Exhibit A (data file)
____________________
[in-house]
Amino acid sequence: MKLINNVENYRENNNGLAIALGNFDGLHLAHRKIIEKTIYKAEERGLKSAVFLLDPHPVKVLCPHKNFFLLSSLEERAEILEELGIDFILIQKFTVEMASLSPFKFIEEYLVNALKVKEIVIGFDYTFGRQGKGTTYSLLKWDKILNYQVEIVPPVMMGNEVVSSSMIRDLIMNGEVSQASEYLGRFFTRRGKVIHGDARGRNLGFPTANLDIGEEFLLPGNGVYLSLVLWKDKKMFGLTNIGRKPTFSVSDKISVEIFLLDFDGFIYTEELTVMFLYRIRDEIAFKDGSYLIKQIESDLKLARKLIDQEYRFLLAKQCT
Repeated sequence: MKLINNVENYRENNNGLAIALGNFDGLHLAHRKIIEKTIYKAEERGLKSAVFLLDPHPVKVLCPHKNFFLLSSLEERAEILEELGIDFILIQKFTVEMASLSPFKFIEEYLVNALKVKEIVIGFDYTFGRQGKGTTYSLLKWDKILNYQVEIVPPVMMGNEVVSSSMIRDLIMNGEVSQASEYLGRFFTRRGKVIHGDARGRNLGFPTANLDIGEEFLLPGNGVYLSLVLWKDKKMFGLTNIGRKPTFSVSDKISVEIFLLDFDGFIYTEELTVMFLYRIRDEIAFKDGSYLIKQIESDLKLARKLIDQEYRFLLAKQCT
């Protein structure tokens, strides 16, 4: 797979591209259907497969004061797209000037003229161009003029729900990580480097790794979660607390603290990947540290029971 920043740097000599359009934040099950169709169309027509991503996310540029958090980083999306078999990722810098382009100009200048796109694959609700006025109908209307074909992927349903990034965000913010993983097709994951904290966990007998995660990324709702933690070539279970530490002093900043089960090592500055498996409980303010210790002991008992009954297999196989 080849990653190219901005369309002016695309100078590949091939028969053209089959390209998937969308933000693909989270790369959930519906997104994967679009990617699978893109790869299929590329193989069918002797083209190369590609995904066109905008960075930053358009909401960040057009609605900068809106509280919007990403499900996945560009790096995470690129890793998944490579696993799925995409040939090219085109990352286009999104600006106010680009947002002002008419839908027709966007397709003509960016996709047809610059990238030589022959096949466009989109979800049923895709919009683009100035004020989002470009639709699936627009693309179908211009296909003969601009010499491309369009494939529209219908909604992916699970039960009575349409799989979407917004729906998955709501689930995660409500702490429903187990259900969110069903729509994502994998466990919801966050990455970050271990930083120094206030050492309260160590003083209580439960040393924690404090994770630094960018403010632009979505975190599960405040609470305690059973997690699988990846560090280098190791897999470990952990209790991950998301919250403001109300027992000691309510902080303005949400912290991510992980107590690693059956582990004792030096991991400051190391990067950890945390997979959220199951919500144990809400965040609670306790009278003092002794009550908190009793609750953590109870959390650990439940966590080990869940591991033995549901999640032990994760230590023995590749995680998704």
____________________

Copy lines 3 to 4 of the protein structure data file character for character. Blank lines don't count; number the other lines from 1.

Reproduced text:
Repeated sequence: MKLINNVENYRENNNGLAIALGNFDGLHLAHRKIIEKTIYKAEERGLKSAVFLLDPHPVKVLCPHKNFFLLSSLEERAEILEELGIDFILIQKFTVEMASLSPFKFIEEYLVNALKVKEIVIGFDYTFGRQGKGTTYSLLKWDKILNYQVEIVPPVMMGNEVVSSSMIRDLIMNGEVSQASEYLGRFFTRRGKVIHGDARGRNLGFPTANLDIGEEFLLPGNGVYLSLVLWKDKKMFGLTNIGRKPTFSVSDKISVEIFLLDFDGFIYTEELTVMFLYRIRDEIAFKDGSYLIKQIESDLKLARKLIDQEYRFLLAKQCT
């Protein structure tokens, strides 16, 4: 797979591209259907497969004061797209000037003229161009003029729900990580480097790794979660607390603290990947540290029971 920043740097000599359009934040099950169709169309027509991503996310540029958090980083999306078999990722810098382009100009200048796109694959609700006025109908209307074909992927349903990034965000913010993983097709994951904290966990007998995660990324709702933690070539279970530490002093900043089960090592500055498996409980303010210790002991008992009954297999196989 080849990653190219901005369309002016695309100078590949091939028969053209089959390209998937969308933000693909989270790369959930519906997104994967679009990617699978893109790869299929590329193989069918002797083209190369590609995904066109905008960075930053358009909401960040057009609605900068809106509280919007990403499900996945560009790096995470690129890793998944490579696993799925995409040939090219085109990352286009999104600006106010680009947002002002008419839908027709966007397709003509960016996709047809610059990238030589022959096949466009989109979800049923895709919009683009100035004020989002470009639709699936627009693309179908211009296909003969601009010499491309369009494939529209219908909604992916699970039960009575349409799989979407917004729906998955709501689930995660409500702490429903187990259900969110069903729509994502994998466990919801966050990455970050271990930083120094206030050492309260160590003083209580439960040393924690404090994770630094960018403010632009979505975190599960405040609470305690059973997690699988990846560090280098190791897999470990952990209790991950998301919250403001109300027992000691309510902080303005949400912290991510992980107590690693059956582990004792030096991991400051190391990067950890945390997979959220199951919500144990809400965040609670306790009278003092002794009550908190009793609750953590109870959390650990439940966590080990869940591991033995549901999640032990994760230590023995590749995680998704």